Peter Halley (1953, New York, NY, USA).
Lives and works in New York, NY, USA
One of the most emblematic artists of his generation, Peter Halley is recognized in the history of contemporary painting as the legitimate heir of American abstractionism.
From the very start of his artistic career, Peter Halley has responded to the intricate and expansive structure of the urban environment. His paintings, drawings, and Kodaliths depict the city’s systems of movement and communication through diagrammatic representations. Employing a hermetic language of geometric abstraction derived from the works of Kazimir Malevich, Josef Albers, and Barnett Newman, Halley skillfully reimagined their utopian modernist impulse as an embodiment of isolation and confinement. He has developed a concise vocabulary of architectural symbols, which he designates as “prisons” and “cells.” These icons are interconnected by straight lines known as “conduits.” Through this simplified vocabulary, Halley aims to convey the regimentation of the spaces we occupy and how they are shaped by forces beyond our control.
In 1981, Halley started to use fluorescent Day Glo paint, the eerie glow of which mimicked the light of the recently introduced LED screen, and Roll-a-Tex, a powdered paint additive used to create the “popcorn” textured interior wall treatments that were ubiquitous in newly built suburban condos of the time. Halley’s formal experimentation through the decade was driven by a tension between his use of purist geometric form and his embrace of these commercial materials.
Halley rose to prominence as an artist in the mid-1980s, alongside a group of Neo-Conceptualist artists who initially exhibited in New York’s East Village. This group included influential figures such as Jeff Koons, Haim Steinbach, Meyer Vaisman, and Ashley Bickerton. Collectively, they became known as Neo-Geo and Neo-Conceptualist artists. As part of this movement, Halley and his contemporaries utilized irony and pastiche to subvert and comment on the prevailing structural issues of the time. Drawing inspiration from Conceptual Art, they created paintings and sculptures that functioned as a collection of visual symbols, referencing artists and significant moments in postwar art history.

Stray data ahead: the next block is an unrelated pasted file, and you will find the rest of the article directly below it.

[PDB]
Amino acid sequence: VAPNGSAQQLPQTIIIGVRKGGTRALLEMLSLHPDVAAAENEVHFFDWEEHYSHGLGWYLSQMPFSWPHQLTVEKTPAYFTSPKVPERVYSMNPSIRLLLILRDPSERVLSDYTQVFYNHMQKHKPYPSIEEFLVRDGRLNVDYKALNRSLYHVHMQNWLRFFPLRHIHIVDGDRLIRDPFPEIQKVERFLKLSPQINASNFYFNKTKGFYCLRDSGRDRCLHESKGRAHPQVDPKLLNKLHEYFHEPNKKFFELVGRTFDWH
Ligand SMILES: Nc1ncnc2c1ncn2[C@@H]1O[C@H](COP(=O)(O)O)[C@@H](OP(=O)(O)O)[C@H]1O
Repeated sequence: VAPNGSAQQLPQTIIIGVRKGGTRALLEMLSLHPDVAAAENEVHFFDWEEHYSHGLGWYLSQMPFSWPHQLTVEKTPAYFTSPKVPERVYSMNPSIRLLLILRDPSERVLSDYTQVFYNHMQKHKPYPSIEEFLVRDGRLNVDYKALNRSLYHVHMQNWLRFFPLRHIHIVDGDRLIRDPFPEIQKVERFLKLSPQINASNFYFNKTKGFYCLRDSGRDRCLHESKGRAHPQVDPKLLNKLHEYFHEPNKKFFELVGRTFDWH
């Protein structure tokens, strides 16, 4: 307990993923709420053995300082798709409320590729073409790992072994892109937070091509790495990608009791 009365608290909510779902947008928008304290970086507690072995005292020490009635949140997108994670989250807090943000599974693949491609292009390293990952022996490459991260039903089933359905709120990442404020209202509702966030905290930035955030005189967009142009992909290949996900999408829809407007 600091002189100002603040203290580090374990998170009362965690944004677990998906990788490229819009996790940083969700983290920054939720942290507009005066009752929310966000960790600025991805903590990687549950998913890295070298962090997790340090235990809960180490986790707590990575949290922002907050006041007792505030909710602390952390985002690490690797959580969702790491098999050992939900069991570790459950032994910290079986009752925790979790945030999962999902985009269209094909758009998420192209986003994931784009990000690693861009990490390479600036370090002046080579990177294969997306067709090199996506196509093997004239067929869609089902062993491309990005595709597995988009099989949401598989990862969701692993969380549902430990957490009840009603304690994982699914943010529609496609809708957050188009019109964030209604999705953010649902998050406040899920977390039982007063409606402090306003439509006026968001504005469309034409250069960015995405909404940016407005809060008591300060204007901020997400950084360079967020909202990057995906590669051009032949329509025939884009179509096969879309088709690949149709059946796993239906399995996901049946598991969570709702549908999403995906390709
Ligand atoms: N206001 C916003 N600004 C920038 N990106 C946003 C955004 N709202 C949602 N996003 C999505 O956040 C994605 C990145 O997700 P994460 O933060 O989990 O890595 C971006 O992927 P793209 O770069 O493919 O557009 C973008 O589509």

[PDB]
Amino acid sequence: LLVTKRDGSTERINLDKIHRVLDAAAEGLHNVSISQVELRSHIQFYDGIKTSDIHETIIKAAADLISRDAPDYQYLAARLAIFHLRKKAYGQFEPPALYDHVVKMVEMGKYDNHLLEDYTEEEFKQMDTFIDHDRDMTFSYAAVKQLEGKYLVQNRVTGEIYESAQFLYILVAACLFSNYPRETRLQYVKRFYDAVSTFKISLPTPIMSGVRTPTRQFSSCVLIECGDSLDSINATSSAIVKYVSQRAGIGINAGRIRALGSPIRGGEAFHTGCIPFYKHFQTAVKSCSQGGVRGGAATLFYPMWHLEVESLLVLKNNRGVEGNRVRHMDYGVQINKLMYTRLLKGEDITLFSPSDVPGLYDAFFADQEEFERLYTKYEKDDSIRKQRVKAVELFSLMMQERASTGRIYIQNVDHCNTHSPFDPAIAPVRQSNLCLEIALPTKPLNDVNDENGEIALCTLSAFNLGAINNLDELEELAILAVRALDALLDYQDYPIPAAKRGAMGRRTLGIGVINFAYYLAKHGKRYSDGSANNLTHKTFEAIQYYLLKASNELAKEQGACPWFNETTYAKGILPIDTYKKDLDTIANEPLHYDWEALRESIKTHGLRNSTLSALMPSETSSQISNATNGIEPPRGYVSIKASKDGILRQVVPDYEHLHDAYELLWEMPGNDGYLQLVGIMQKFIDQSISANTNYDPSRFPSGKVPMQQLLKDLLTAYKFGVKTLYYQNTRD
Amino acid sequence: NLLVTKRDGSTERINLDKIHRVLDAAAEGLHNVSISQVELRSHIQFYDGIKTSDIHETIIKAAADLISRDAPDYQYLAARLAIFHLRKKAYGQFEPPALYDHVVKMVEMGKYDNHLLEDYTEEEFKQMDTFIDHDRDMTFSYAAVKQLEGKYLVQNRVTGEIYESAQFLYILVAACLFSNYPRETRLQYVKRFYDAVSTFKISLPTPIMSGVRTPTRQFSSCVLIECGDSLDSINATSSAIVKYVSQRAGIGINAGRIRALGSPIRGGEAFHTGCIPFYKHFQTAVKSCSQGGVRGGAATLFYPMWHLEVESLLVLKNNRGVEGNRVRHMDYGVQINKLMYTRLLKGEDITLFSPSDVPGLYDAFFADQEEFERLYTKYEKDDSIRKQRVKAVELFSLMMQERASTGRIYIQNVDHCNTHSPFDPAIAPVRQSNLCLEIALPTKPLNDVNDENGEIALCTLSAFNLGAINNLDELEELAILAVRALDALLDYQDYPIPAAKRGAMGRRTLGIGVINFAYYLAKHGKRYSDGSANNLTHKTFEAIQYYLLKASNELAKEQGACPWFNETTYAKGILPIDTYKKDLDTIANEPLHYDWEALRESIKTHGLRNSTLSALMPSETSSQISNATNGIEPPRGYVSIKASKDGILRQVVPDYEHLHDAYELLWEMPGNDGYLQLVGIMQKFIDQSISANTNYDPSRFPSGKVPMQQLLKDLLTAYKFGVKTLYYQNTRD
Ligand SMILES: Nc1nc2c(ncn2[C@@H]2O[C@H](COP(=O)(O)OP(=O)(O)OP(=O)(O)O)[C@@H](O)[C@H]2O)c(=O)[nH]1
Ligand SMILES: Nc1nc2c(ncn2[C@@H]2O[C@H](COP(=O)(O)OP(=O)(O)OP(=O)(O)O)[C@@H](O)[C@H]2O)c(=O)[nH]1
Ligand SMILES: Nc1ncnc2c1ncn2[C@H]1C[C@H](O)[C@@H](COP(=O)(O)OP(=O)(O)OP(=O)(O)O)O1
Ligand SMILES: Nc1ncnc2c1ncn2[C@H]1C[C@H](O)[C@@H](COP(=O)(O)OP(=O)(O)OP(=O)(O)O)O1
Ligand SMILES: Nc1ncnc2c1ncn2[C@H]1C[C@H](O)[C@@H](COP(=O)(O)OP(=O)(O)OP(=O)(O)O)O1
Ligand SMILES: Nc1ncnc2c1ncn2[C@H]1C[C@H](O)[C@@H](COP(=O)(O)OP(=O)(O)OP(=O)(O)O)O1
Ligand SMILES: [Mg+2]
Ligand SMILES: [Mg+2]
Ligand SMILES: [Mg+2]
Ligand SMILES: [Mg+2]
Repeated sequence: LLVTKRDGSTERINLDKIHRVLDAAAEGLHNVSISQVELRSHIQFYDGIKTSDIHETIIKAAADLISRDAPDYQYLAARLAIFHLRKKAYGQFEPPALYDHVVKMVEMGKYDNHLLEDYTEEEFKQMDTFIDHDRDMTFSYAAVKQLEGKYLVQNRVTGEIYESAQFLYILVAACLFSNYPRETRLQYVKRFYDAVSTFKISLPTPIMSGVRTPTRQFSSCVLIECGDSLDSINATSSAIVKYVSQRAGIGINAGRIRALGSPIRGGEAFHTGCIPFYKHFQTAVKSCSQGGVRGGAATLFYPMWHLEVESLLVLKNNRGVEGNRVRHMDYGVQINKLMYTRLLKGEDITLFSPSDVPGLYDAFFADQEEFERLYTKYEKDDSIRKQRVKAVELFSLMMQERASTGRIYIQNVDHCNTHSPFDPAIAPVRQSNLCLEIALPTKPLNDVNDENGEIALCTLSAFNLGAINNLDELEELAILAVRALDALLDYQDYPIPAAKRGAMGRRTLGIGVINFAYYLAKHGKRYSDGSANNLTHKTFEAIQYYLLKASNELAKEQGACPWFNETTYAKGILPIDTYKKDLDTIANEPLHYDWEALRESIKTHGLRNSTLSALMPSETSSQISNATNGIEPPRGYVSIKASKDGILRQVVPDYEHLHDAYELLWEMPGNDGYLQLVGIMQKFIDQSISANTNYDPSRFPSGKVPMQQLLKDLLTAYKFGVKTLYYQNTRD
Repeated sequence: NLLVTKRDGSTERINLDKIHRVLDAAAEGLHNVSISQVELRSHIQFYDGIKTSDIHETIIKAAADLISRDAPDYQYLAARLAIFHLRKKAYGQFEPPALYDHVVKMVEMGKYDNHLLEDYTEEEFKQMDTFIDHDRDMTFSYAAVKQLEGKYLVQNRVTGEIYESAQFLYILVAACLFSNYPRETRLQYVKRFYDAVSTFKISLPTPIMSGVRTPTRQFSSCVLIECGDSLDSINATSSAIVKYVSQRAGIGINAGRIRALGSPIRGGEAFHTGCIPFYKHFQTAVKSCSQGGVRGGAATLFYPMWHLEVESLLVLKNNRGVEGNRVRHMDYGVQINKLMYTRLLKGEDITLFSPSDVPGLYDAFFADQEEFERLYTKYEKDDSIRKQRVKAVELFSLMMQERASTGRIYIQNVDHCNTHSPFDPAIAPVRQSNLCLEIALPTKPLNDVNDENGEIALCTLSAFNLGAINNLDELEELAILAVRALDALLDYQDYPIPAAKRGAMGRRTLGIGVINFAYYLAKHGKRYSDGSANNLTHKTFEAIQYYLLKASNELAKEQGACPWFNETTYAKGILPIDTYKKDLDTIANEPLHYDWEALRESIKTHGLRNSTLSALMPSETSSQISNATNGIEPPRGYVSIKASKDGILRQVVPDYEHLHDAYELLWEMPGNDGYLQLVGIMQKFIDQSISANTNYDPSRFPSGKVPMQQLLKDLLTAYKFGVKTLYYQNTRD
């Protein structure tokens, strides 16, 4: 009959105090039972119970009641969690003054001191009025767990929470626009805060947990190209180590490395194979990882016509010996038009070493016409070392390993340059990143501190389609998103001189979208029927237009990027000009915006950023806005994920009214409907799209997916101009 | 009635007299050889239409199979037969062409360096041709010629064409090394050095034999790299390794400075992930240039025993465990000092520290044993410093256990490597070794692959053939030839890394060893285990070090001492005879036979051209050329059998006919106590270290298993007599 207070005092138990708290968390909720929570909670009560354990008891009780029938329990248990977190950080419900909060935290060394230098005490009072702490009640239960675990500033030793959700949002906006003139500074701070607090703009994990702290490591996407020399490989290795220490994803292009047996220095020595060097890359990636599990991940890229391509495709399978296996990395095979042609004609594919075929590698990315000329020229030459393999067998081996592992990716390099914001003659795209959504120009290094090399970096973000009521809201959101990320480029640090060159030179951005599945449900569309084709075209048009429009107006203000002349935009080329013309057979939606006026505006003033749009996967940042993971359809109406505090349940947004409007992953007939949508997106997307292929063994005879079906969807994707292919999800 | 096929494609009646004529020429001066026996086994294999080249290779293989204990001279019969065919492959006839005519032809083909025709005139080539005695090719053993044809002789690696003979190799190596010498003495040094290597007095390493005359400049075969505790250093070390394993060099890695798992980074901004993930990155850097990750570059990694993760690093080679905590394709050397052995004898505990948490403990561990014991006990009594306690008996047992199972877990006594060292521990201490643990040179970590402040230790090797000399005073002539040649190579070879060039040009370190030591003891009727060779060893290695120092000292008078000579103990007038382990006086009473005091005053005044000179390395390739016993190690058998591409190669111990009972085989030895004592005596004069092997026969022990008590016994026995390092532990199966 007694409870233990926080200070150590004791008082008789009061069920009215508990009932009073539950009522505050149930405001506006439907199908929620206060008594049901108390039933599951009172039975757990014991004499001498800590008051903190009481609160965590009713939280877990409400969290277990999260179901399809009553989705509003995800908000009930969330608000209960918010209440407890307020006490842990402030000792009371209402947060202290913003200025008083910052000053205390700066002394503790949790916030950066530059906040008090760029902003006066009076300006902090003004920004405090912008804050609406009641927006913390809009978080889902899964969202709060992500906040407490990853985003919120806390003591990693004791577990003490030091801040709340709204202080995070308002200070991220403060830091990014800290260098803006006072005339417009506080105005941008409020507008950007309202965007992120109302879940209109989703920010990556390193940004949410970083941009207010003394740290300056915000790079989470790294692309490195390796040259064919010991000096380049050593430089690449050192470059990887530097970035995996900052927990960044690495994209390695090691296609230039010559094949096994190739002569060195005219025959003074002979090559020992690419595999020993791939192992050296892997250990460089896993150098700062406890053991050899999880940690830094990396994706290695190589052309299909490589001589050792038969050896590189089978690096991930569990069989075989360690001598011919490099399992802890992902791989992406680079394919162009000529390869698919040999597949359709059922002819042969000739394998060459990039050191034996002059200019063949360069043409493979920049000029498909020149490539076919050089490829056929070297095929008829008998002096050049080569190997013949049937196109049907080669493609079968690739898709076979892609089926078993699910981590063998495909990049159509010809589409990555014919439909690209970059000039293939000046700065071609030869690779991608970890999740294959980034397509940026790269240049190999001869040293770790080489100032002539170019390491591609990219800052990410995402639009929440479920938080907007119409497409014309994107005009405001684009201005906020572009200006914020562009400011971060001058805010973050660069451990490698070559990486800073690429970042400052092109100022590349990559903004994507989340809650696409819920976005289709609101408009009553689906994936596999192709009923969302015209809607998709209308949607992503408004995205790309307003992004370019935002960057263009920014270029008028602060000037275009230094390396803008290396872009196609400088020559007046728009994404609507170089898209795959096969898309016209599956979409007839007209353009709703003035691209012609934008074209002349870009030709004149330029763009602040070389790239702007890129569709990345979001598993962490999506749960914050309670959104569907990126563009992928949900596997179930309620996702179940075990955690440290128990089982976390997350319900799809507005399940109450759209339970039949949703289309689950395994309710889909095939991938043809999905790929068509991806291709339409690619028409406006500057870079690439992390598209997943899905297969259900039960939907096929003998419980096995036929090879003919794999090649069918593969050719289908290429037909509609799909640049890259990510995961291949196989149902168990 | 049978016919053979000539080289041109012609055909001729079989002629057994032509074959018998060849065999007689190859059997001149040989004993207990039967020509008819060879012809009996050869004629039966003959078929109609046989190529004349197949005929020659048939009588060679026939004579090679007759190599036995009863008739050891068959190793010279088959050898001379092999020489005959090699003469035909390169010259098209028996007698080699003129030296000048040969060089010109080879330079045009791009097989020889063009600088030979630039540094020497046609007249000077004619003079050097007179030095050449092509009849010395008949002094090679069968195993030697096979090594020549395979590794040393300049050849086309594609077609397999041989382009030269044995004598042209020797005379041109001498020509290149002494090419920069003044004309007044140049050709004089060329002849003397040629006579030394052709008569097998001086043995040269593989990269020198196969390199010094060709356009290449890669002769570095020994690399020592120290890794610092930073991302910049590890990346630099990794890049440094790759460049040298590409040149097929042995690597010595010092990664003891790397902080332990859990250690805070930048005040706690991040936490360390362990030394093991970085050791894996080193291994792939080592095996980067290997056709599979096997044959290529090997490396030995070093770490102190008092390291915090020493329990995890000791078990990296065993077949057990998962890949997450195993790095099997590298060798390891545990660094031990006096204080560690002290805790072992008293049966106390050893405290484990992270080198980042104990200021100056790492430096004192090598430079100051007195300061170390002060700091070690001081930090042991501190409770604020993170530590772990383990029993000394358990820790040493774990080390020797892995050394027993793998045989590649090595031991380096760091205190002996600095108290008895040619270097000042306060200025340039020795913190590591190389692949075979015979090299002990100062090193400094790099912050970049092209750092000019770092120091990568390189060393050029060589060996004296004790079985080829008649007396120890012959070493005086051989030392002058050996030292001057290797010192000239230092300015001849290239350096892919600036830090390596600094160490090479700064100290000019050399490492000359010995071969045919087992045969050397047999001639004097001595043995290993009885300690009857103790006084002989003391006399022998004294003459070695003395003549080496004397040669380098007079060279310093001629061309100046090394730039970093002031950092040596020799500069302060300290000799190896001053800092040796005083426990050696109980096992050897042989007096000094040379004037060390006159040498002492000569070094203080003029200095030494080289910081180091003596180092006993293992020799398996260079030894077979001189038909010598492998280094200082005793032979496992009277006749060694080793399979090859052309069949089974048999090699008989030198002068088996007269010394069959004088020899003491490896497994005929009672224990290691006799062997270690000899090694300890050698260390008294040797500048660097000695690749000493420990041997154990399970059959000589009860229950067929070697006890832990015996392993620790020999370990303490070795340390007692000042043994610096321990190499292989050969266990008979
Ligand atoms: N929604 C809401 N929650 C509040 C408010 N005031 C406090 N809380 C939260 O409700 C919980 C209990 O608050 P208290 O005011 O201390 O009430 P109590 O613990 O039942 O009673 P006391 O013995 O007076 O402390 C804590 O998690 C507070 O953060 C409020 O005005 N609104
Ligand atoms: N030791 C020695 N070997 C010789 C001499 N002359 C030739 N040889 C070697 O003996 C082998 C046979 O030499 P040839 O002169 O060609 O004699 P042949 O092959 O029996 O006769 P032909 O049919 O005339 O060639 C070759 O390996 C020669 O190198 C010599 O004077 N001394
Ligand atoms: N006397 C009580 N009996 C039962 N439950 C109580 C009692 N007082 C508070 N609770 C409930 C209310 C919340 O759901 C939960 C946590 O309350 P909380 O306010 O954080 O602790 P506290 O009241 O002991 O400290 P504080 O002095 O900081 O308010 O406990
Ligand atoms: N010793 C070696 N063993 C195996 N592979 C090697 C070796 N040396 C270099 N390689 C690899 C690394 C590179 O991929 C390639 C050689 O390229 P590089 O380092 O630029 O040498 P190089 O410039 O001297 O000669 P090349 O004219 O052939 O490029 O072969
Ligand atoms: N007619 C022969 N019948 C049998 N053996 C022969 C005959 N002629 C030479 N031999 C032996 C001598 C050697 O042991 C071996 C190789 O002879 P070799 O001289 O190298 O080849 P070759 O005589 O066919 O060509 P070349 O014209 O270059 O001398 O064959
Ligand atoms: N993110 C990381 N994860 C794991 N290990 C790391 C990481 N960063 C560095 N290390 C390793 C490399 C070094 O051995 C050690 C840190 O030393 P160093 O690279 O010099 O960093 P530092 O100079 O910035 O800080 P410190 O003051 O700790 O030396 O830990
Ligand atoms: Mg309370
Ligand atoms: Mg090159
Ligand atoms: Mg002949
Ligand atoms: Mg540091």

In the 1990s, Peter Halley started producing site-specific installations for museums, galleries, and public spaces that actively engage with the surrounding architecture. His installations incorporate various forms of imagery and media, including painting, fiberglass relief sculpture, wall-size flowcharts, and digitally generated wallpaper.
Halley’s artistic philosophy serves as the foundation for the Neo-conceptualist (Neo-Geo) movement. Through his works, he offers a critical examination of the mechanization and commercialization of the modern world. By employing metaphorical representations of society, Halley explores themes such as the social landscape, human isolation, and connectivity. The seemingly simplistic diagram structures within his paintings serve as a vehicle for dramatizing political and social aspects of life.
In addition to his visual artistic endeavors, Halley works on essays on art and culture in 1981. This diversification of his creative output allowed him to articulate his ideas beyond visual representations. A collection of his essays titled “Peter Halley: Collected Essays 1981-1987” was published by Galerie Bruno Bischofberger in 1988, further establishing Halley as a significant voice in the art world.
In 1996, Halley and curator and writer Bob Nickas co-founded Index, a magazine inspired by Andy Warhol’s Interview that featured interviews with people in various creative fields.
Halley served as the Director of Graduate Studies in Painting and Printmaking at the Yale University School of Art from 2002 to 2011.
The artist’s works were included in the Sao Paolo Biennale, the Whitney Biennale and the 54th Venice Biennale and are represented in museums and art institutions such as:
Musee d’Art Contemporain (Bordeaux, France)
Museo Nacional Centro de Arte Reina Sofia (Madrid, Spain)
Stedelijk Museum (Amsterdam, Netherlands)
Des Moines Art Center (Des Moines, IA, USA)
Dallas Museum of Art (Dallas, TX, USA)
Museum of Modern Art (MoMA) (New York, NY, USA)
Kitakyushu Municipal Museum of Art (Kitakyushu, Japan)
Museum Folkwang (Essen, Germany)
Butler Institute of American Art (Youngstown, OH, USA)
Museum of Modern Art (St. Etienne, France)
Museum of Art in Santa Barbara (Santa Barbara, CA, USA)
Schirn Kunsthall (Frankfurt, Germany)